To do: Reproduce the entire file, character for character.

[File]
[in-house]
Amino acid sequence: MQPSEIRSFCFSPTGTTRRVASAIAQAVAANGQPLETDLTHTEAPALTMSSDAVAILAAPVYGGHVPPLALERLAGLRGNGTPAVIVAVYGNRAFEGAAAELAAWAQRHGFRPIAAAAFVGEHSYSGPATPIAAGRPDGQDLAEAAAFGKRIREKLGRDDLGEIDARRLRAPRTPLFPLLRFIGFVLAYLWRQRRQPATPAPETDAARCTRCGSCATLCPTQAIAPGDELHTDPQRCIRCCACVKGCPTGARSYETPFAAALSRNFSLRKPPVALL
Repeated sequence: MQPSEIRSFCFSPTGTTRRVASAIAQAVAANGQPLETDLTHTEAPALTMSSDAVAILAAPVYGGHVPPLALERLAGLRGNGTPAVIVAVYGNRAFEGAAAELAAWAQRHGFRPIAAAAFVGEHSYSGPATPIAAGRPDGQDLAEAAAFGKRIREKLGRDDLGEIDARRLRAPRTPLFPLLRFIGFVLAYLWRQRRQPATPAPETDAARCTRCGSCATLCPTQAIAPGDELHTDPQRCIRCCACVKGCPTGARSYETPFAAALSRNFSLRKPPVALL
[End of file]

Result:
[in-house]
Amino acid sequence: MQPSEIRSFCFSPTGTTRRVASAIAQAVAANGQPLETDLTHTEAPALTMSSDAVAILAAPVYGGHVPPLALERLAGLRGNGTPAVIVAVYGNRAFEGAAAELAAWAQRHGFRPIAAAAFVGEHSYSGPATPIAAGRPDGQDLAEAAAFGKRIREKLGRDDLGEIDARRLRAPRTPLFPLLRFIGFVLAYLWRQRRQPATPAPETDAARCTRCGSCATLCPTQAIAPGDELHTDPQRCIRCCACVKGCPTGARSYETPFAAALSRNFSLRKPPVALL
Repeated sequence: MQPSEIRSFCFSPTGTTRRVASAIAQAVAANGQPLETDLTHTEAPALTMSSDAVAILAAPVYGGHVPPLALERLAGLRGNGTPAVIVAVYGNRAFEGAAAELAAWAQRHGFRPIAAAAFVGEHSYSGPATPIAAGRPDGQDLAEAAAFGKRIREKLGRDDLGEIDARRLRAPRTPLFPLLRFIGFVLAYLWRQRRQPATPAPETDAARCTRCGSCATLCPTQAIAPGDELHTDPQRCIRCCACVKGCPTGARSYETPFAAALSRNFSLRKPPVALL